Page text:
Monday, May 21, 2007

The Rolling Stones: Gimme Shelter

Altamont. People who study music history know that word as signifying one of the darkest points it contains. For those not so learned, the Altamont Free Concert took place on December 6th, 1969, and featured such acts as the Rolling Stones, Jefferson Airplane, Santana, and Crosby, Stills, Nash and Young. The movie that was filmed during it (and the subsequent American Rolling Stones tour) reveals a turbulent time of chaos, drugs, violence, and ultimately, death. Gimme Shelter is a haunting and disturbing film, and also one of the best documentaries ever made.

I’m not a huge fan of the Rolling Stones, but I recognize and appreciate the very important role they play in the development of popular music. Thankfully, this concert film contains performances of only songs I like, so I was never tempted to hit the search button. It starts out innocently enough, as indeed the filmmakers thought the entire film would be. They had no idea at the time that it would escalate to such horrific circumstances. It’s punctuated at random times with Mick Jagger and Charlie Watts in a video studio watching rough cuts of the film. Even then, you can see it on Watts’ face. He’s saying, “This is not what we had planned for at all.”

The movie features some nice performances, with “Jumping Jack Flash” and “Honky Tonk Women” being standouts. Honestly, though, they are somewhat separate from the main thrust of the film, which is the Altamont incident. The concert itself was fraught with problems before it even took place. It suffered from two forced venue changes, the last one being three days before the concert was scheduled to go on. When the Rolling Stones revealed that they would be the headlining act, Golden Gate Park backed out, fearing a repeat of the crowd control problems that plagued Woodstock less than a year earlier. It was changed to Sears Point Raceway, but they backed out due to film distribution rights, since the Stones would be filming a concert movie at the event. So it finally settled at the last minute on Altamont, and things finally seemed to be going well.

The biggest mistake the Rolling Stones made, clearly, is hiring the Hell’s Angels to do security. The Rolling Stones had heard that the Grateful Dead (who were supposed to play on the Altamont bill) had hired the Hell’s Angels to work security for them multiple times before, and it had worked out well. It was ill-fated, though. One, there weren’t enough of them to handle the 300,000 strong crowd. Two, the agreement the concert promoters had with them was incredibly flimsy, being little more than “if you show up and keep people away from the generators, we’ll give you free beer.” Three, these were civilians, not professional security people. Four, they’re a biker gang. Does this not bode well to anyone else? They weren’t there to police the crowd (and consequentially, no one was), but obviously the Hell’s Angels clashing with a bunch of hippies will cause problems. The promoters and the Stones themselves should have realized this is one belligerent bunch. Even Marty Balin of Jefferson Airplane got knocked unconscious when he tried to help a concert-goer that was getting the crap kicked out of him by a Hell’s Angel.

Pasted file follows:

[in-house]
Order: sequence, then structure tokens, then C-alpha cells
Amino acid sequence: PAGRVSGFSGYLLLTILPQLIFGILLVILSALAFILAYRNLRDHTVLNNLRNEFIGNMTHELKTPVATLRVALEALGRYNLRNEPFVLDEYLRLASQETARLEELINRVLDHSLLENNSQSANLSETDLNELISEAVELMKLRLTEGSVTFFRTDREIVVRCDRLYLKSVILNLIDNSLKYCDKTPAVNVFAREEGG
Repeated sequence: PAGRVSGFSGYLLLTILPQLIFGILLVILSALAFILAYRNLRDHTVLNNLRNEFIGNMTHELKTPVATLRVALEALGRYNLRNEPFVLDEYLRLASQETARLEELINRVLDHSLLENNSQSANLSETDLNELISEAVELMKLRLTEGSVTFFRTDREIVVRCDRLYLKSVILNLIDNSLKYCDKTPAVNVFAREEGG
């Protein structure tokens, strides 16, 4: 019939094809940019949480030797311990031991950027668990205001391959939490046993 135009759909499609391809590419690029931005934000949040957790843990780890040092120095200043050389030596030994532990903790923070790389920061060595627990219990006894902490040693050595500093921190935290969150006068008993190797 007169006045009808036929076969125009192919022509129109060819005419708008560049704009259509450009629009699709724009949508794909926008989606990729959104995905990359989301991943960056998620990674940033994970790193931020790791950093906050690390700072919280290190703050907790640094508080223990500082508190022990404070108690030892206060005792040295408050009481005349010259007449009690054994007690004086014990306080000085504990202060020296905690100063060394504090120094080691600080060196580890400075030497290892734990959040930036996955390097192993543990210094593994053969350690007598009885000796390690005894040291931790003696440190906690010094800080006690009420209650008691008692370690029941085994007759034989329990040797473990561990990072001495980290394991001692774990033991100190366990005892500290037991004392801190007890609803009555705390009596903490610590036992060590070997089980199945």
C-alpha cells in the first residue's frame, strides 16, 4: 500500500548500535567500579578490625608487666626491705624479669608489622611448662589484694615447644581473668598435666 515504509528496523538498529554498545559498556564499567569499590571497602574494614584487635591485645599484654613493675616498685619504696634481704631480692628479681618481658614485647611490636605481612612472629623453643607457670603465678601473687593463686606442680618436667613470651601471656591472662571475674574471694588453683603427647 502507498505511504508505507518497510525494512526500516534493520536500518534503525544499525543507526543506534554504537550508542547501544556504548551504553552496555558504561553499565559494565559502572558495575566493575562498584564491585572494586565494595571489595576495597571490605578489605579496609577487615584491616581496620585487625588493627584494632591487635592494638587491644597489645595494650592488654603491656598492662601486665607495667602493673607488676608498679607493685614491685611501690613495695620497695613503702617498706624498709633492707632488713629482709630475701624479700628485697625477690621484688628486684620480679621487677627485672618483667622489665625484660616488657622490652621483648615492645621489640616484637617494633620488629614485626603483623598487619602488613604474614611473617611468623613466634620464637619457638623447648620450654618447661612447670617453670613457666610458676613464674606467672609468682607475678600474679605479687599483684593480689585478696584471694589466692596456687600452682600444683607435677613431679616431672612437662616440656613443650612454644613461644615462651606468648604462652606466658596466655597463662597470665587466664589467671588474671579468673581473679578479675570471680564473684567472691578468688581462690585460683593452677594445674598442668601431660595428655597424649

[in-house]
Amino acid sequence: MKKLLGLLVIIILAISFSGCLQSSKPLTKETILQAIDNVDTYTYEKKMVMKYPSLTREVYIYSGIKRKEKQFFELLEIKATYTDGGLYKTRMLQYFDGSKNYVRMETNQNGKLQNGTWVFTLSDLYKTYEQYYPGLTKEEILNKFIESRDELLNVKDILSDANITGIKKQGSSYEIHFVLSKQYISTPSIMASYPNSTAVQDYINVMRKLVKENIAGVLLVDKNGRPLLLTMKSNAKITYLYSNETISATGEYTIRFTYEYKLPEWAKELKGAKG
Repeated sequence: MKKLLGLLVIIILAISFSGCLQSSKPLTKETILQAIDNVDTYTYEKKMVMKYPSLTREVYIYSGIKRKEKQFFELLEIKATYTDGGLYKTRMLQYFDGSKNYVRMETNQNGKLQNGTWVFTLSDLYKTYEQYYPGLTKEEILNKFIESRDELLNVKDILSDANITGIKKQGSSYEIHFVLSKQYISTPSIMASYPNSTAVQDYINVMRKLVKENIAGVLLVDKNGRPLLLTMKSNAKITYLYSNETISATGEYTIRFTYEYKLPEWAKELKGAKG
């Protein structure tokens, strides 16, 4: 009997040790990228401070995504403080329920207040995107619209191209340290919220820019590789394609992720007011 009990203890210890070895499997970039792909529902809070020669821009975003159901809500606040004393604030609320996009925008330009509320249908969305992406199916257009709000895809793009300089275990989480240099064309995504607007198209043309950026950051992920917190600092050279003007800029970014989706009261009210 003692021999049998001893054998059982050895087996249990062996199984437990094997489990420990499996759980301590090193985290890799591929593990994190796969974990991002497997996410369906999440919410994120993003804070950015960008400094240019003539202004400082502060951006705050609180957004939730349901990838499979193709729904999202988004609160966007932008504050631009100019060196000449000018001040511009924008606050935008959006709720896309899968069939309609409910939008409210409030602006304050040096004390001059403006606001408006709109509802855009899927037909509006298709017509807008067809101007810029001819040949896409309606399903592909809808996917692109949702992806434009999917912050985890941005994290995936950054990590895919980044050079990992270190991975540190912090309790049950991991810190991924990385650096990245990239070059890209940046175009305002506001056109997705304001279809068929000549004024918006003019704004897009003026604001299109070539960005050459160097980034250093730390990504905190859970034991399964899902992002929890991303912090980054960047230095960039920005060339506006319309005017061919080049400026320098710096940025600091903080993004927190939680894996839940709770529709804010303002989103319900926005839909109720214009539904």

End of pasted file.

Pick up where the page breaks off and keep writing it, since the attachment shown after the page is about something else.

After viewing this film, I have concluded that Mick Jagger is (or was at the time) just a fun-loving guy who’s into love and sex, not violence. He was a true proponent of the simple-minded phrase “make love, not war.” When things were going wrong at Altamont, he met the mood first with his usual joviality, and then with child-like horror. When the deadly debacle was over, his reaction was one of sadness, not of anger, as can be seen from his somber rendition of “Under My Thumb.”

The event ended with the murder of one Meredith Hunter, an 18 year-old African-American who was packing a long-barreled revolver. He was stabbed five times by a Hell’s Angel, presumably in self defense, and died at the concert. The worst part of it: the murder was caught on film by multiple cameras.

To many people, Altamont is the anti-Woodstock. Woodstock represented, as the posters say, “love, peace, and music.” Altamont, which was held just months later, and was unofficially promoted as “Woodstock West,” proves that the rosy glow associated with the hippie generation wasn’t completely real. Or if it was, it wasn’t strong enough to win out over humanity’s curse of self-destruction. Altamont truly represents the death of the 60s and the dismantling of what the flower children stood for; Gimme Shelter captures it in harrowing and unflinching detail. The film ends with concert-goers walking back to their cars on the morning after Altamont, all somehow different. The sound is the Stones’ live version of “Gimme Shelter,” which eerily captures the “death of the 60s” thing with its sense of impending apocalypse. Funny thing is, that song was released just a few days before Altamont happened. Maybe they sensed it coming.

Iconic Lines:

22 Rating: 14

Particle Man

1 comment:

Wicked Little Critta said...

Very interesting account. I guess that'll teach you: if you're having a rock concert with hundreds of thousands of people, hire security.
Further research on this event led me to it's connection with the song "American Pie," which I never got before. Thanks, PM, for an educational post!